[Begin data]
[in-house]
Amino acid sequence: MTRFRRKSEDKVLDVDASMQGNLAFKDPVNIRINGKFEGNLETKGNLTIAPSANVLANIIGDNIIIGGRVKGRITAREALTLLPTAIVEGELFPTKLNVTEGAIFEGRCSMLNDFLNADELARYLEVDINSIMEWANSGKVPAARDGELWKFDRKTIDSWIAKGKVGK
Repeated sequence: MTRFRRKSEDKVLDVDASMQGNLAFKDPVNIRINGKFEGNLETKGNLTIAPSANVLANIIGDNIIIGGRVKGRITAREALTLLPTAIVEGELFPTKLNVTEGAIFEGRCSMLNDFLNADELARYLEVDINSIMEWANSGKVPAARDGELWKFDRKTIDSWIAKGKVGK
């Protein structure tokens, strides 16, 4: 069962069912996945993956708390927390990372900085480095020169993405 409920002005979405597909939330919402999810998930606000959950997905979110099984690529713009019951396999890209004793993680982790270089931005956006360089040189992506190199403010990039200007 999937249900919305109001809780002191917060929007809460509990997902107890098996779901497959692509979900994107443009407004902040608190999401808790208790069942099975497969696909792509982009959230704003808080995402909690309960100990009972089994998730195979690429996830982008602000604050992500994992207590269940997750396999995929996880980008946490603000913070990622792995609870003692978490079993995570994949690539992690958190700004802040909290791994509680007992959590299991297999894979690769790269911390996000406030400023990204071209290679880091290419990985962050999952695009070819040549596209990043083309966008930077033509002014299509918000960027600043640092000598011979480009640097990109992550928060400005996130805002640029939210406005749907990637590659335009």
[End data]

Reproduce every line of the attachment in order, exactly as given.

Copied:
[in-house]
Amino acid sequence: MTRFRRKSEDKVLDVDASMQGNLAFKDPVNIRINGKFEGNLETKGNLTIAPSANVLANIIGDNIIIGGRVKGRITAREALTLLPTAIVEGELFPTKLNVTEGAIFEGRCSMLNDFLNADELARYLEVDINSIMEWANSGKVPAARDGELWKFDRKTIDSWIAKGKVGK
Repeated sequence: MTRFRRKSEDKVLDVDASMQGNLAFKDPVNIRINGKFEGNLETKGNLTIAPSANVLANIIGDNIIIGGRVKGRITAREALTLLPTAIVEGELFPTKLNVTEGAIFEGRCSMLNDFLNADELARYLEVDINSIMEWANSGKVPAARDGELWKFDRKTIDSWIAKGKVGK
């Protein structure tokens, strides 16, 4: 069962069912996945993956708390927390990372900085480095020169993405 409920002005979405597909939330919402999810998930606000959950997905979110099984690529713009019951396999890209004793993680982790270089931005956006360089040189992506190199403010990039200007 999937249900919305109001809780002191917060929007809460509990997902107890098996779901497959692509979900994107443009407004902040608190999401808790208790069942099975497969696909792509982009959230704003808080995402909690309960100990009972089994998730195979690429996830982008602000604050992500994992207590269940997750396999995929996880980008946490603000913070990622792995609870003692978490079993995570994949690539992690958190700004802040909290791994509680007992959590299991297999894979690769790269911390996000406030400023990204071209290679880091290419990985962050999952695009070819040549596209990043083309966008930077033509002014299509918000960027600043640092000598011979480009640097990109992550928060400005996130805002640029939210406005749907990637590659335009």